Island Among Elsewhere


We were two miles south of the Heath-Adams Atoll, and the water was smooth as a planetary oceanic body could be; that is to say, riddled with waves of heights not quite approaching five feet, though Howard and Sylvanus were quite a long time in returning to the craft. What could account for their tardiness was beyond my impatient mind to comprehend as they strapped their diving gear to the netting that lined the survey craft and prepared for lift. I watched them scramble to ready themselves for the jerky and somewhat ill-developed ride of the tractor lift, and couldn’t help notice an undefinable rapidity to their movements. It was a difficult sensation to accurately describe, being more than a hundred feet above them and looking through the open bay doors of the Expeditionary-039, the ocean currents dancing with the atmosphere and the atmosphere swaying in turn, which would invariably punish the stability of our vessel in its state of suspension over the water.

“Howard! Get a move on! Our fuel reserves are dropping!” I shouted, but the alien world carried my words away over its churning waters before they reached his ears. The two went on with their packing and stowing, and finally threw up their thumbs for the tractor lift. But it was too fast. For Samuel or Johnson, or even Victor, an accentuation of action with enthusiasm was their modus operandi. But not Sylvanus, and definitely not Howard. These men were the cool heads, the deep thinkers, temperate and stubborn and abidingly slow. Yet they were hopping around their cramped vessel like scared rabbits. I grabbed the lever which would activate the invisible hand of energy and draw them and their conveyance from the roiling planet surface and into the underbelly of Expeditionary-039. The switch actuated, I became a spectator to the supernal phantasm which was to me an accustomed monotony, and the survey craft rose into the sky.

Sylvanus looked over the side of the boat as its very bottom finally receded from the grasp of the ocean. From his mouth issued a noise I shall never forget, not as long as I am allowed to continue life in this universe of terrors. It was much like a shriek, but brutish, primal, as though he had suffered a hundred-thousand year devolution in the span of several seconds, and the faculties of reason of two men – myself and Howard – were reduced to apish grunts of ambiguous half-meanings. It was the cry of the prey in sight of the predator. And when the shriek climbed finally to its height, another overwhelmed it. The ocean was calling them back.

The survey boat was halfway to the Expeditionary-039, some fifty or sixty feet above the water, when the sucking began. Howard and Sylvanus began to drop. I cried out to them, but they were both impossibly out of reach. Searching the controls of the tractor lift yielded no method to increase the rapidity of their ascent, and that Victor had all the practical necessities such as rope be removed for the purpose of “instilling absolute assurance in the latest advances of the Corporation.” I now bitterly wished to use his own intestines as rope.

“Samuel! Johnson!” I shouted into my wrist-communicator. “If you can read this, get down to the launch bay immediately. I repeat, get down to the launch bay immediately. We’ve got a major – “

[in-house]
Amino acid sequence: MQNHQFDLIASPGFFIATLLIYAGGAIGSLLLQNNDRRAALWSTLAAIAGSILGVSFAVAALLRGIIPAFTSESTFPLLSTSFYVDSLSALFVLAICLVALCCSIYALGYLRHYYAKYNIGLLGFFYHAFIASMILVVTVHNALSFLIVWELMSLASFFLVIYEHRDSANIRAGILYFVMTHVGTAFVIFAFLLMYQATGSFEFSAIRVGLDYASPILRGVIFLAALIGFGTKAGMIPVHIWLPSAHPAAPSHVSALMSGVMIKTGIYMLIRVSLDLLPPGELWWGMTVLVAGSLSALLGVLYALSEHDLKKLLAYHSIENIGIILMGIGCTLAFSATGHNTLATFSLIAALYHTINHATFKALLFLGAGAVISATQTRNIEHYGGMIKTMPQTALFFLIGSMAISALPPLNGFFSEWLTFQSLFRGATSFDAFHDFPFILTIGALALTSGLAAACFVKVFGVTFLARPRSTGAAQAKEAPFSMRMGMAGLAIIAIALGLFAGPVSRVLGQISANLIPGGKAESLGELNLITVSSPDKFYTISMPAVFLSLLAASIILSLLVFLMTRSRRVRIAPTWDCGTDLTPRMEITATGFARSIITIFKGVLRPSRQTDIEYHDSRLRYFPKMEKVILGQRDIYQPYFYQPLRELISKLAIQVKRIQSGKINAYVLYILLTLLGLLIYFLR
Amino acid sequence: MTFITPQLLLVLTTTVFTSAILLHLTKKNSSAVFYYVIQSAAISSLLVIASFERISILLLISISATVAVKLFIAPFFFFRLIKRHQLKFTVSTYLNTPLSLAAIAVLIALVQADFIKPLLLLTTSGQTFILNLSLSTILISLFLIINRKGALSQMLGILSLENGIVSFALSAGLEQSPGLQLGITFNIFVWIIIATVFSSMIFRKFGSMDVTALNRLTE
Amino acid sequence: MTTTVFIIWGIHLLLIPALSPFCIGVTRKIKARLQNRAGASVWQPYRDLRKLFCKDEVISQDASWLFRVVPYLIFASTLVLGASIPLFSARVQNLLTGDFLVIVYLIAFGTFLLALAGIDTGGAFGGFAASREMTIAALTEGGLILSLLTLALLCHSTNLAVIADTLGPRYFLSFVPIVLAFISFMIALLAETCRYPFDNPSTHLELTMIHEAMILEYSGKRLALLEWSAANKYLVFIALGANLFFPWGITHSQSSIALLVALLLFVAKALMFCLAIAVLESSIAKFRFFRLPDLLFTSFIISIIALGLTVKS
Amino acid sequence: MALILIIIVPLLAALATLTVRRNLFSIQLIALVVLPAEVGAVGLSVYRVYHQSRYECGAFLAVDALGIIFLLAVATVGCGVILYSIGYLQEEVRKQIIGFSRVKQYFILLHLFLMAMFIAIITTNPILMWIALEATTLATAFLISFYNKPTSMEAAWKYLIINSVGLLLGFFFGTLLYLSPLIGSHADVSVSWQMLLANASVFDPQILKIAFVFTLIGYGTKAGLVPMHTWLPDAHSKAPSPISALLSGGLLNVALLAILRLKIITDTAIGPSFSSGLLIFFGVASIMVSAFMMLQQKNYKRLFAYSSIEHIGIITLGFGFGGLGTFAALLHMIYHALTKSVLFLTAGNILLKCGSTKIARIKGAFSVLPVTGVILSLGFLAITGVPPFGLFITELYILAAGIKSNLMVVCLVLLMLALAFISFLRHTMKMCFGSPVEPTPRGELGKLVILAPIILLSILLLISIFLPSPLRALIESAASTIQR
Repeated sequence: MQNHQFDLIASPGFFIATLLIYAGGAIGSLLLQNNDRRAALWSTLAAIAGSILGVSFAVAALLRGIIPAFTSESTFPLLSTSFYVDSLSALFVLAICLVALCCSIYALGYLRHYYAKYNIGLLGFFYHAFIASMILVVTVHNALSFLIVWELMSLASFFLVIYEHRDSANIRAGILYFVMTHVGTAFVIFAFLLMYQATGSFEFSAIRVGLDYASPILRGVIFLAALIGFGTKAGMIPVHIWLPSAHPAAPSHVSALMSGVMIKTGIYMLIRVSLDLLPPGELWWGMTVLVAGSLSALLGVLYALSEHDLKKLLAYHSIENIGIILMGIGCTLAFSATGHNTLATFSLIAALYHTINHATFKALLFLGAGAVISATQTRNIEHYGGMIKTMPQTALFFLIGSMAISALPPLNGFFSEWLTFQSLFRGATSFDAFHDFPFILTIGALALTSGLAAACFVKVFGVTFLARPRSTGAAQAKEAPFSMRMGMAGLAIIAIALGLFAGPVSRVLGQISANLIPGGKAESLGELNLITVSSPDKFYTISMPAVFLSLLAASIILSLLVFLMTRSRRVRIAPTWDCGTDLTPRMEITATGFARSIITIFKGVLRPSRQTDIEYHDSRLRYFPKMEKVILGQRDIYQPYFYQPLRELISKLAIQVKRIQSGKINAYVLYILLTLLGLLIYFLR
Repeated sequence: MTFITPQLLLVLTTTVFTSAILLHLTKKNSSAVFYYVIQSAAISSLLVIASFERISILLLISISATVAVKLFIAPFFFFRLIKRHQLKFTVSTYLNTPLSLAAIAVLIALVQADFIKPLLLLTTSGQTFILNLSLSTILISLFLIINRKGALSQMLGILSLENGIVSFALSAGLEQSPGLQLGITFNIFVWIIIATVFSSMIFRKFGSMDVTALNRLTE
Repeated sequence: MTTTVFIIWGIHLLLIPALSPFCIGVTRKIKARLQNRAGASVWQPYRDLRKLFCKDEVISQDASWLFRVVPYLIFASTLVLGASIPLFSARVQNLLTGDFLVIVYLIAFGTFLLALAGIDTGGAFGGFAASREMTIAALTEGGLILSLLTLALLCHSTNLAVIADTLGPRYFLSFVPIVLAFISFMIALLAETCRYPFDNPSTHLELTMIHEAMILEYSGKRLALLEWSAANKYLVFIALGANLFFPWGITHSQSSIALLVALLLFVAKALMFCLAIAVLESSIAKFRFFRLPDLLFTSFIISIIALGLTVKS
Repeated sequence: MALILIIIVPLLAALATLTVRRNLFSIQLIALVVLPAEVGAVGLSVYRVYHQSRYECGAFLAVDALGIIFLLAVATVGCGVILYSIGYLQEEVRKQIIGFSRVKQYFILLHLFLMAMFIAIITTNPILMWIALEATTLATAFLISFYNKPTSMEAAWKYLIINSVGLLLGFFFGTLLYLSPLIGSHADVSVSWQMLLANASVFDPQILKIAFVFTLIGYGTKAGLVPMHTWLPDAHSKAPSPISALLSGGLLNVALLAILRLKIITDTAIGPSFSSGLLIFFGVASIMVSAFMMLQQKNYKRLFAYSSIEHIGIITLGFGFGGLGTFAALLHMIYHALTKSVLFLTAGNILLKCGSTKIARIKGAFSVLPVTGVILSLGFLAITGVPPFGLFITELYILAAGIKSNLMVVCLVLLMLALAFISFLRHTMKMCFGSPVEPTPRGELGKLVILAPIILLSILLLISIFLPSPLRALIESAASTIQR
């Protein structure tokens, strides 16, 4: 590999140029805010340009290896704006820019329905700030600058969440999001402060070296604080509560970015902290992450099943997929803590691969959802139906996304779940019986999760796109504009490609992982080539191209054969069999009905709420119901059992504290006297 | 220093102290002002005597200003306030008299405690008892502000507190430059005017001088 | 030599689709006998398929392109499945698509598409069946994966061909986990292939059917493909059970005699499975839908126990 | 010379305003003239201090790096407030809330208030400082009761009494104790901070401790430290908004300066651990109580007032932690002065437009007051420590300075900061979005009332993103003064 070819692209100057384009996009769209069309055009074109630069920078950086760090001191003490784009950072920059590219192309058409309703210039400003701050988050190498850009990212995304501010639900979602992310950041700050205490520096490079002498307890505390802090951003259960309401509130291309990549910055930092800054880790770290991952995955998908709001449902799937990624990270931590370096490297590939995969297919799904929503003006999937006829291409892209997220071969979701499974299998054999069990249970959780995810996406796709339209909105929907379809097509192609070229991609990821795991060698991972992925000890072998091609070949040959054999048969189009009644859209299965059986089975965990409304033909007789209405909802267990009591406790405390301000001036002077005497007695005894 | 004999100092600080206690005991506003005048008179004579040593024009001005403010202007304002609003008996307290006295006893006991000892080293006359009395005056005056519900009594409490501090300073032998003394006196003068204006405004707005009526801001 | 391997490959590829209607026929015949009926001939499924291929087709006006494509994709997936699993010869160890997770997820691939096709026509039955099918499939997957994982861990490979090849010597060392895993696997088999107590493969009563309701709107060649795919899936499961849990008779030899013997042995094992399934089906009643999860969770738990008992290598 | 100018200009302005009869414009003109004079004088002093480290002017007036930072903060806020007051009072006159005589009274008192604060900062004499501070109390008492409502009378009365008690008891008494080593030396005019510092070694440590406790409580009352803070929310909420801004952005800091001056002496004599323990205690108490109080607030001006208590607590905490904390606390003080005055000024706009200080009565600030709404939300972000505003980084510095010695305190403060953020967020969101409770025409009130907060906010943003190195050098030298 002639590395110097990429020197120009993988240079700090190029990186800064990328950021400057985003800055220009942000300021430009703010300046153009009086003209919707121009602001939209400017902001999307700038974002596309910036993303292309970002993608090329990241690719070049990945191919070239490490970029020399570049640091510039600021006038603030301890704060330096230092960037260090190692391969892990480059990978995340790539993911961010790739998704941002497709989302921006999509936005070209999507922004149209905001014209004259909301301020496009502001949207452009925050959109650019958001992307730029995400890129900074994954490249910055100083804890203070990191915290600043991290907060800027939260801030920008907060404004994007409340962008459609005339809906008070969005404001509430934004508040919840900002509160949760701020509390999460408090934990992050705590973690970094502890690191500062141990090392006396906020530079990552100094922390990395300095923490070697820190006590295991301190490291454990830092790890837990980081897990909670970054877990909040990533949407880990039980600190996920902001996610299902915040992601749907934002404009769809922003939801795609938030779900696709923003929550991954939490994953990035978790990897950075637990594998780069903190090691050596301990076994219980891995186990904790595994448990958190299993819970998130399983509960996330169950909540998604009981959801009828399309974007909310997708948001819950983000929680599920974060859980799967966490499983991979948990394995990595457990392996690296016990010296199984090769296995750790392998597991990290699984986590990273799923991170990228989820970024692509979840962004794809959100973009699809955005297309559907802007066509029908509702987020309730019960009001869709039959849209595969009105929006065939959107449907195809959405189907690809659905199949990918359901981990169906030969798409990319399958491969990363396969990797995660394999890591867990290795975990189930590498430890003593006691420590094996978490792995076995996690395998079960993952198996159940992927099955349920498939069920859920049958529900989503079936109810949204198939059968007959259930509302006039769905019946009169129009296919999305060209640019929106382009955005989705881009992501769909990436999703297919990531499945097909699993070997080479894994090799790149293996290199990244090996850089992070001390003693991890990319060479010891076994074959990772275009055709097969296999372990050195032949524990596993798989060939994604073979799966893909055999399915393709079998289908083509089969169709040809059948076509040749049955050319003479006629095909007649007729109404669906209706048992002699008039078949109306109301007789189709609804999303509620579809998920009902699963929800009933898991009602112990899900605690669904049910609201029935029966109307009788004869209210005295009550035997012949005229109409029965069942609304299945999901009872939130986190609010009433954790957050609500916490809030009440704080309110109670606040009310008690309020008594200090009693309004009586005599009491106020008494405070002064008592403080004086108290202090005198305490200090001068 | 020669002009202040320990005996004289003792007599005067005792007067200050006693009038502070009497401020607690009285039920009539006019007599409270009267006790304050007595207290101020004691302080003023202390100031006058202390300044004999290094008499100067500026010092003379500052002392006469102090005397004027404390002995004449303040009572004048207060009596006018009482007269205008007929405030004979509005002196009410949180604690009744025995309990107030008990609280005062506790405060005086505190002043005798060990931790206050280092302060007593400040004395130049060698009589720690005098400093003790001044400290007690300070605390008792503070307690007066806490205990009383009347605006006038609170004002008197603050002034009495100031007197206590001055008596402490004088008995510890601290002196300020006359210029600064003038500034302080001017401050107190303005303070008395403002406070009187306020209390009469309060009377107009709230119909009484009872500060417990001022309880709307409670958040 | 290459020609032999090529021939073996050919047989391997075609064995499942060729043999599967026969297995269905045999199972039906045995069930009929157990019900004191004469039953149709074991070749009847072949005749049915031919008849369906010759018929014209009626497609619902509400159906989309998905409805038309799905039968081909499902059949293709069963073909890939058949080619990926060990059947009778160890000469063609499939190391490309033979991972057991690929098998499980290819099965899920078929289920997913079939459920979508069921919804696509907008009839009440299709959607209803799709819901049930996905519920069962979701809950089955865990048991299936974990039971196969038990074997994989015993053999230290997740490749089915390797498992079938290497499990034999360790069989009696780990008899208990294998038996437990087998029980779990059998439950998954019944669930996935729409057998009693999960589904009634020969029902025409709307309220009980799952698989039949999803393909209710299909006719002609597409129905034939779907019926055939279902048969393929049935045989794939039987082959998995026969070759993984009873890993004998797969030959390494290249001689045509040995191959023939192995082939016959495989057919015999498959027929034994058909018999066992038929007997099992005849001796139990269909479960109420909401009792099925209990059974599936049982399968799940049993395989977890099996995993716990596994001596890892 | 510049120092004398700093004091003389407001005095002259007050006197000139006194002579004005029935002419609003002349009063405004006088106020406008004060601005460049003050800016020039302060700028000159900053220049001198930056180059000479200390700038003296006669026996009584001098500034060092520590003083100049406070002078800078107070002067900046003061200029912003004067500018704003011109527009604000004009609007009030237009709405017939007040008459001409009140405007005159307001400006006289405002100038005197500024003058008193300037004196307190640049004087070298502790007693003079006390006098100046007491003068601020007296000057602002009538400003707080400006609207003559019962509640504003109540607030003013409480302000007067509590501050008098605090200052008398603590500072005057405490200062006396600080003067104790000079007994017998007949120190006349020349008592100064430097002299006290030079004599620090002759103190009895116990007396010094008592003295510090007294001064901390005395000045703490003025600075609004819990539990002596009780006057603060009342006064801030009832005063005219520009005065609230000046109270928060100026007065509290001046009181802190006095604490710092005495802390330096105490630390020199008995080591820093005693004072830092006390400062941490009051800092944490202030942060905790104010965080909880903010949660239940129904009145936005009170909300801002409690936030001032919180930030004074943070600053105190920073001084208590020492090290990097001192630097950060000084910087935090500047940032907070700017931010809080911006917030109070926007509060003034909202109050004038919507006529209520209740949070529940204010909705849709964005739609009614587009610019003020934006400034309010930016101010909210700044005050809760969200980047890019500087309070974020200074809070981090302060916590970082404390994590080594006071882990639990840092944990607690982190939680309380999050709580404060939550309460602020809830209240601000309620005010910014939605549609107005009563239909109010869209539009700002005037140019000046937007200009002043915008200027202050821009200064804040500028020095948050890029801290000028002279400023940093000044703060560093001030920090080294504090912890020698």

But the roar from the waters was too great. Directly beneath Howard and Sylvanus and their boat was a swirling maw of blackness. Deeper it pulled them, the tractor lift struggling valiantly with every foot to break the invisible hold on the men from the Thing below the rushing waters, but the certainty of its failure became increasingly evident as the moments passed. The two men stared desperately into the launch bay, where I looked back, but I could do nothing, and they knew it. That monotonous task which was mine to perform had here once more been filled with mysterious awe, but not of the handiwork of man, for his own device was sparking and shuddering with the futile effort of saving its charge, and I could feel our vessel begin to lean into the match of tug-of-war, though slightly down and to the left from my vantage. No, the wonder came from Below, the Thing which came up just beneath the waters, which frightened steady Howard and temperate Sylvanus into madness, which hid its hideousness from our view, which even now was exerting its unseen and ineluctable influence on the two men and their conveyance beyond its physical self for a purpose all too clear to the three of us witness to this ghastly event, though only myself would survive to speak of it.

And I wish I never had to, but as it has been forced from me for the purpose of the “exploitation and capitalization of alien worlds and their resources, spatio-temporal locations, and inhabitants,” I have been given no recourse, save for the elimination of my occupation in the Corporation and possible elimination from the universe altogether. They are very thorough.

Nevertheless, there was I, helpless as an ant who watches his brothers flail with what remained of their crushed limbs and abdomens after a bipedal callously smashes them on the edge of its shoe. One final blast, and the electronic gadgetry was revealed as the facade it was, and they sank with heart-stopping speed into the blackness of the maw and disappeared forever. I could never know for certain, but before the swirling of the waters were washed by the onslaught of ensuing waves, I thought I caught the barest glimmer of an eye very near the surface, and its size intimated a beast of impossible magnitude. This alone has caused me many a nightmare since.

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